Dr. Peter Viccellio, a professor of emergency medicine at Stony Brook University Hospital on Long Island, has seen many Covid-19 patients during his hours in the emergency room. A touch of playfulness and kindly humor, he said, has helped to ease an enormously painful situation for both his patients and members of the overburdened hospital staff.
“Genuine levity can make patients believe that they are not going to meet their doom today” Dr. Viccellio said, but he added that it needs to flow naturally. “If you are empathetic with the person, your humor tends to fit them, it’s not forced. If you are not emotionally connected to them and force a joke it can go very wrong.”
A case in point: “A colleague of mine once said casually to a patient whose medical history he did not know, ‘Don’t worry about it, at least it’s not cancer,’” Dr. Viccellio recalled. “The patient replied, ‘Actually, Doc, it is.’”
Other kinds of joking that are potentially destructive, he said, are the in-group humor that mocks patients or other members of the hospital staff, and the gallows humor that focuses on the darker sides of medicine. And one needs to be careful not to appear to be making light of somebody else’s pain.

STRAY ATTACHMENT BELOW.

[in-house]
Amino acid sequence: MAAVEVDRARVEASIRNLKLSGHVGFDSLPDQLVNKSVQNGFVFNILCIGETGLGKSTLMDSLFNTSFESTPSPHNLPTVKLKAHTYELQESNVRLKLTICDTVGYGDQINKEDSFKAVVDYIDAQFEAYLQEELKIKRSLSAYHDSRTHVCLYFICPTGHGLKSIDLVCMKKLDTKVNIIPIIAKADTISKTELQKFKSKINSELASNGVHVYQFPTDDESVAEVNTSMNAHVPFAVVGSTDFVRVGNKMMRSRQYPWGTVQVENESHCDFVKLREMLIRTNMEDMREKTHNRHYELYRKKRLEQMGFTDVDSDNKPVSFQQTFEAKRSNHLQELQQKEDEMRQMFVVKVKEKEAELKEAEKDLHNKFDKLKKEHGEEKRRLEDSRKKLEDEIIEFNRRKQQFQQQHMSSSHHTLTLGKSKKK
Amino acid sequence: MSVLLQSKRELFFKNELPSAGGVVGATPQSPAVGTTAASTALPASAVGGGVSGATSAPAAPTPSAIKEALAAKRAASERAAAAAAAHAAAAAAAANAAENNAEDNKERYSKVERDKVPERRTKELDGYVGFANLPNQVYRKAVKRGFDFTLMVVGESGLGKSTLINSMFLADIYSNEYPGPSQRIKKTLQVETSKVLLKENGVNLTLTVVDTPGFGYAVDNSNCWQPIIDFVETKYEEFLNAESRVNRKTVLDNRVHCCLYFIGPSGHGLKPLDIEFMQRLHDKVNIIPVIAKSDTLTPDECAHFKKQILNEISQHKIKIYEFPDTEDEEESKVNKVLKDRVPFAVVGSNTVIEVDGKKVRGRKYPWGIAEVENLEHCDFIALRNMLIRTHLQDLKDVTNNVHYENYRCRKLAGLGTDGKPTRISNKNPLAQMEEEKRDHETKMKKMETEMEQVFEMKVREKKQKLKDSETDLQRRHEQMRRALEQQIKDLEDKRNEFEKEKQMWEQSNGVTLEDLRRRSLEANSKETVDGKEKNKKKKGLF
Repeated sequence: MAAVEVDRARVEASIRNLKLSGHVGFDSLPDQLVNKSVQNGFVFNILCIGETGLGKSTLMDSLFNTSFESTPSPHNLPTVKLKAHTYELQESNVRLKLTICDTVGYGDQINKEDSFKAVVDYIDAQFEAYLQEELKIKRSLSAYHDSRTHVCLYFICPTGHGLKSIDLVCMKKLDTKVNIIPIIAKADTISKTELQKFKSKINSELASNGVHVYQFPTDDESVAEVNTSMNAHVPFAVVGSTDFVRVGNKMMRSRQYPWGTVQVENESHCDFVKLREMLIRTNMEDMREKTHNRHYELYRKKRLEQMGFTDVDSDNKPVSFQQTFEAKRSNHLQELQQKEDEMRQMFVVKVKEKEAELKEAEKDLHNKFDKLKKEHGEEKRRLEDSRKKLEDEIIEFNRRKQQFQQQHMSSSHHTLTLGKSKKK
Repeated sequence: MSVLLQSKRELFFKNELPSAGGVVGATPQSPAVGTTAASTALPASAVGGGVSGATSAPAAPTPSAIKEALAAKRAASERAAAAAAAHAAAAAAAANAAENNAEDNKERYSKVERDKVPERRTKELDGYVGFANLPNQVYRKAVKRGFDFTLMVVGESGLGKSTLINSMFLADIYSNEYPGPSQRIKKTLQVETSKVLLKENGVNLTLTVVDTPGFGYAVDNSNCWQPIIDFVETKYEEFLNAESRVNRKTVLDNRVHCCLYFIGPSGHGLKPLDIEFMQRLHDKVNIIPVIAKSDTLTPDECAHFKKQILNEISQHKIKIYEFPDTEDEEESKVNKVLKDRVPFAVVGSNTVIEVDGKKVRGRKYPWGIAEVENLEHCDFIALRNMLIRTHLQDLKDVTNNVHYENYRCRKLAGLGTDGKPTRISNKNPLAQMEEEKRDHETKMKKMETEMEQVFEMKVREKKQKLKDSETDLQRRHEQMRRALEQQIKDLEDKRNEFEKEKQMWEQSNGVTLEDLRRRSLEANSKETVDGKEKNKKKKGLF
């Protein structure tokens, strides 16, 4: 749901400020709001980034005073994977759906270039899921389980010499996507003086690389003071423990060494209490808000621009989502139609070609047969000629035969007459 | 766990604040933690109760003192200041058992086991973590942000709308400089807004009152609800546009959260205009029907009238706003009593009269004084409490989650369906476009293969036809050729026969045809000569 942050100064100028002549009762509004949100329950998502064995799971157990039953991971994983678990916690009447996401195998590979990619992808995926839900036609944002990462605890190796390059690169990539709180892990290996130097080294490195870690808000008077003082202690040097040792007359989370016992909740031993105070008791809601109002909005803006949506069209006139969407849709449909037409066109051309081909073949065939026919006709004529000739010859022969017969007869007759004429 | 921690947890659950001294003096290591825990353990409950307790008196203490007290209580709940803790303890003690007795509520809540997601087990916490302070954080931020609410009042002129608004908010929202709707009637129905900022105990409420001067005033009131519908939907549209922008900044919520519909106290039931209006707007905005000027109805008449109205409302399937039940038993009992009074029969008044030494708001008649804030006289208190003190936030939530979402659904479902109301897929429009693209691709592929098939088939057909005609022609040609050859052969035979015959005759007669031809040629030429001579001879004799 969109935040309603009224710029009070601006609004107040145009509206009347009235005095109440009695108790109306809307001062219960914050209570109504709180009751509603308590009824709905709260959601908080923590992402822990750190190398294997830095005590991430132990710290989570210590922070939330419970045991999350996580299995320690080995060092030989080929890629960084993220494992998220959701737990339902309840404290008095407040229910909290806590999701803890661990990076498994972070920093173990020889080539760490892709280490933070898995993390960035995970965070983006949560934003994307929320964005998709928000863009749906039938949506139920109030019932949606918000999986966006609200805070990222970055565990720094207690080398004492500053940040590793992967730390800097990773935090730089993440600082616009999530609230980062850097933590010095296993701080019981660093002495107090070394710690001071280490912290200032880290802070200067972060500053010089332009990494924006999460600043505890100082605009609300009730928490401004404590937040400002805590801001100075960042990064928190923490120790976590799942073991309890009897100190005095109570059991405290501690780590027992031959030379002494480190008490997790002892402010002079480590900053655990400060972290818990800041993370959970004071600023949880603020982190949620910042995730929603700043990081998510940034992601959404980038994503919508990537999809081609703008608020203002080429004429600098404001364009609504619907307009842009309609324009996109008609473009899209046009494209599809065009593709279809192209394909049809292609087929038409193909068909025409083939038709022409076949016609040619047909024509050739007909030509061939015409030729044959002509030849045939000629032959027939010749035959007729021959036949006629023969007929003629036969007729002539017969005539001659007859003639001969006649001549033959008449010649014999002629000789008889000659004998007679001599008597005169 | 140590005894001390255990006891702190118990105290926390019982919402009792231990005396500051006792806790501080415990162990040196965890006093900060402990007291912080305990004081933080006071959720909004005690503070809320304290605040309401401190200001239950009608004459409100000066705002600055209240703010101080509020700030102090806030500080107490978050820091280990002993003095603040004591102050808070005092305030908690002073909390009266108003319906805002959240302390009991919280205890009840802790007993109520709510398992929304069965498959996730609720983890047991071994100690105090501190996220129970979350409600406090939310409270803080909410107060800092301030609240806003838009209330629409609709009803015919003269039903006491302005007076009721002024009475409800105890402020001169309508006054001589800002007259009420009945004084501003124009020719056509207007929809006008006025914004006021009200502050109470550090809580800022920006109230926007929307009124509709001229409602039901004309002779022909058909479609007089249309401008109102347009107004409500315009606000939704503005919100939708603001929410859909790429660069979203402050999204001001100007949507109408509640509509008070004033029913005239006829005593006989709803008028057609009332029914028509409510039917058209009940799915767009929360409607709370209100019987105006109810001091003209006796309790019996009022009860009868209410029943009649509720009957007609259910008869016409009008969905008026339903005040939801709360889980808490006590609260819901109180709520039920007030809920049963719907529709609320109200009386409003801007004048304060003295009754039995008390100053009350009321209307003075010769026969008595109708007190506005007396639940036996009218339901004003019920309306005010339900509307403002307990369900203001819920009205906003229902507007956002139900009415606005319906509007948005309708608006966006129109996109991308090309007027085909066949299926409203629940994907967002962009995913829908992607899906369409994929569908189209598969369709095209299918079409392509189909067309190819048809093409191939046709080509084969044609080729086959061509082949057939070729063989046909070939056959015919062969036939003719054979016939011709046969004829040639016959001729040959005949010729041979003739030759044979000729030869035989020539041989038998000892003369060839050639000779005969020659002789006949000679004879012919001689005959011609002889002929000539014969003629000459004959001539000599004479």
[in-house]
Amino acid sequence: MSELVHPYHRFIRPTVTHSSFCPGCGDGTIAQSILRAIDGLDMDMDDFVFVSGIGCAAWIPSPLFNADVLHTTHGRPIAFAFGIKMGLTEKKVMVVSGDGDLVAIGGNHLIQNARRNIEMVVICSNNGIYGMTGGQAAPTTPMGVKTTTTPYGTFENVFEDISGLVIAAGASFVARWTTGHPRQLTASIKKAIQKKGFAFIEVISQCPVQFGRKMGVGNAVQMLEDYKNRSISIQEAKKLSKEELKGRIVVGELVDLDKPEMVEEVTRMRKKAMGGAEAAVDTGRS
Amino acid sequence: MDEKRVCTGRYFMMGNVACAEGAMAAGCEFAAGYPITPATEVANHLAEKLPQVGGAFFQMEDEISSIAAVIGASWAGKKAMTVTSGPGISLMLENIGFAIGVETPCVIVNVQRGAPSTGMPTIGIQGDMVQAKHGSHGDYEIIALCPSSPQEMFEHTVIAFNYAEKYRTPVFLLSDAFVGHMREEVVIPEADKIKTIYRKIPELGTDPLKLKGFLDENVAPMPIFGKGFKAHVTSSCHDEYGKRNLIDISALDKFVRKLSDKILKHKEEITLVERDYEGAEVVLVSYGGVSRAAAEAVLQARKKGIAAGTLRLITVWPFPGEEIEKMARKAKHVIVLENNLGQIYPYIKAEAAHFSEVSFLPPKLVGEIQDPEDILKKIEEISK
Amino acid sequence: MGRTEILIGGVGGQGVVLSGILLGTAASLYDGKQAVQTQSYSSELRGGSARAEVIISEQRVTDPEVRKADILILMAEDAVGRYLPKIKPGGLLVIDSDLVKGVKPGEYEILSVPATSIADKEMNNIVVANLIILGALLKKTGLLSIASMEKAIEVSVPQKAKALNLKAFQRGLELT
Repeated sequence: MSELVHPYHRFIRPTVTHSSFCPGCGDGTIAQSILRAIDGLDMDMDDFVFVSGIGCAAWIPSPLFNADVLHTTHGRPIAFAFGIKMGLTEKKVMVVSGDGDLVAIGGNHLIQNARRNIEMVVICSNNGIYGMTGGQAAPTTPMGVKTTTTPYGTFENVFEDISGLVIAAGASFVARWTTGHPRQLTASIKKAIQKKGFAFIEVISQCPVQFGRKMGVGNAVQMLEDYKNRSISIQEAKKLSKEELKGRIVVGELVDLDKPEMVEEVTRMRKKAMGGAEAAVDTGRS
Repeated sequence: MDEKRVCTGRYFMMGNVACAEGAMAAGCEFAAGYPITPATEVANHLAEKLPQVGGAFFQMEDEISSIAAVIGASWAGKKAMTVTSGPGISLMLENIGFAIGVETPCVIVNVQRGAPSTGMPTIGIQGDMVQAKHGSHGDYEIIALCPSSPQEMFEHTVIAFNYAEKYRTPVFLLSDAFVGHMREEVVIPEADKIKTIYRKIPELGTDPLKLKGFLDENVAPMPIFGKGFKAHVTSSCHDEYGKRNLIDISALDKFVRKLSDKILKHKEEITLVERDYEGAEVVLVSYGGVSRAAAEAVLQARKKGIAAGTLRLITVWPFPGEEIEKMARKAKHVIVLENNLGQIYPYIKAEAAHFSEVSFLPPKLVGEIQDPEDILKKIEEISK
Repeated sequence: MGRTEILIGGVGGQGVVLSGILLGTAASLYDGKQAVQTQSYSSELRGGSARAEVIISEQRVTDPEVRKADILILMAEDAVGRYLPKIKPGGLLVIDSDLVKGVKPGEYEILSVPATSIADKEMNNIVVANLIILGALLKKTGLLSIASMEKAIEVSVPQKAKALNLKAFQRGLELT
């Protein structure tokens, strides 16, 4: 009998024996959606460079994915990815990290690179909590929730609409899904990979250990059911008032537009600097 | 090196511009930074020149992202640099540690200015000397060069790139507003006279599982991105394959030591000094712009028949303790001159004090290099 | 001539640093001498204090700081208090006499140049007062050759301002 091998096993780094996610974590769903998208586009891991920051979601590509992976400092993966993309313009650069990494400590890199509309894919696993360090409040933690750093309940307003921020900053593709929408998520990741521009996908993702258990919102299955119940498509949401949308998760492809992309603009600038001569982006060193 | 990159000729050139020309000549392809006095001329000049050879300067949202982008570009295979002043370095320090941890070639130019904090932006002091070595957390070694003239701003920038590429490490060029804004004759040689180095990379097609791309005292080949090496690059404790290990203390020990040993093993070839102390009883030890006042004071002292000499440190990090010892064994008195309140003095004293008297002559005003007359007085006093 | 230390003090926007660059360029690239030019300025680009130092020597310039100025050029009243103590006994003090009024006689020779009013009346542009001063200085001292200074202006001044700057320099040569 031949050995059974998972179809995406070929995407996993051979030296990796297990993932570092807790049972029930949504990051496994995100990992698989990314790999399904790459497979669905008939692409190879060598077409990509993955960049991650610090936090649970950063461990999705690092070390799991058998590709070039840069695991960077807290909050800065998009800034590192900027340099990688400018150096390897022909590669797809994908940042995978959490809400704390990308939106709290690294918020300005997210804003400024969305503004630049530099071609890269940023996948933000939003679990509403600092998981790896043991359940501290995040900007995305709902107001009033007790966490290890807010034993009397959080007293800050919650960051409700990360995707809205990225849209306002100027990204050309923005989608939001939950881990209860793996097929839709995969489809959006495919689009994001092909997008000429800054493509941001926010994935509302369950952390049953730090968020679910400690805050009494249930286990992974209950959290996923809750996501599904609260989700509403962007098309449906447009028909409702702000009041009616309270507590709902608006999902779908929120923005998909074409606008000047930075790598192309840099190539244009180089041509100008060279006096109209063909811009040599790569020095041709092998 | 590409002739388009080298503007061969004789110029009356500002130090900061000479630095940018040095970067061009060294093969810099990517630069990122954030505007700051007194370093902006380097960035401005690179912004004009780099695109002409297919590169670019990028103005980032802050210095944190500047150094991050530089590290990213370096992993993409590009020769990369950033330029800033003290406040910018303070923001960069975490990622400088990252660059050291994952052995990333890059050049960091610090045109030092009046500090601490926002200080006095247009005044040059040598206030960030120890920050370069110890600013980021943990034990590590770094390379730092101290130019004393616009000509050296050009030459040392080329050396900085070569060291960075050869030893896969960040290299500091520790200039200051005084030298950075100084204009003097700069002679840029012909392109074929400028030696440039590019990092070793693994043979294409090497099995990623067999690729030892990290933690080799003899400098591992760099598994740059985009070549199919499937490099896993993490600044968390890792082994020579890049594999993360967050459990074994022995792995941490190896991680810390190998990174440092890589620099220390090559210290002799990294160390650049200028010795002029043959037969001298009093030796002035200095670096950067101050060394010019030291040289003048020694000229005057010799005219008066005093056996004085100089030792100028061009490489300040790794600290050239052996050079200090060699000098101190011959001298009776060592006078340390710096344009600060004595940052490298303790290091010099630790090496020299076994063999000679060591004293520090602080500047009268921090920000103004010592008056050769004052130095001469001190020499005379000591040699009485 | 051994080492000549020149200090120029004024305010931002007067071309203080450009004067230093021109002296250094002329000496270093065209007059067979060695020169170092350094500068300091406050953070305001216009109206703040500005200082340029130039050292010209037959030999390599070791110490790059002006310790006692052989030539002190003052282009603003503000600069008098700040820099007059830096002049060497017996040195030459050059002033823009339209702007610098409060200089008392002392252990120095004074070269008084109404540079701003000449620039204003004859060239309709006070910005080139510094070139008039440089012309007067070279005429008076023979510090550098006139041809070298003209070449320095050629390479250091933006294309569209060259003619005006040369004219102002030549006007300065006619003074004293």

Despite these potential pitfalls, some hospitals have initiated formal humor programs, making funny books and videos available and inviting clowns in to interact with their younger patients. Some caregivers are also innovating ways to bring humor into their own practice.
Mary Laskin, a nurse case-manager at Kaiser Permanente in San Diego, has been working with her chronic pain patients online, teaching them laughter exercises alongside practices designed to develop other positive mental states like gratitude and forgiveness.
“This pandemic is like a tiger creeping toward us, a huge slow-motion stressor that makes the experience of pain worse. Humor helps my patients relax and release their grip on pain,” she said.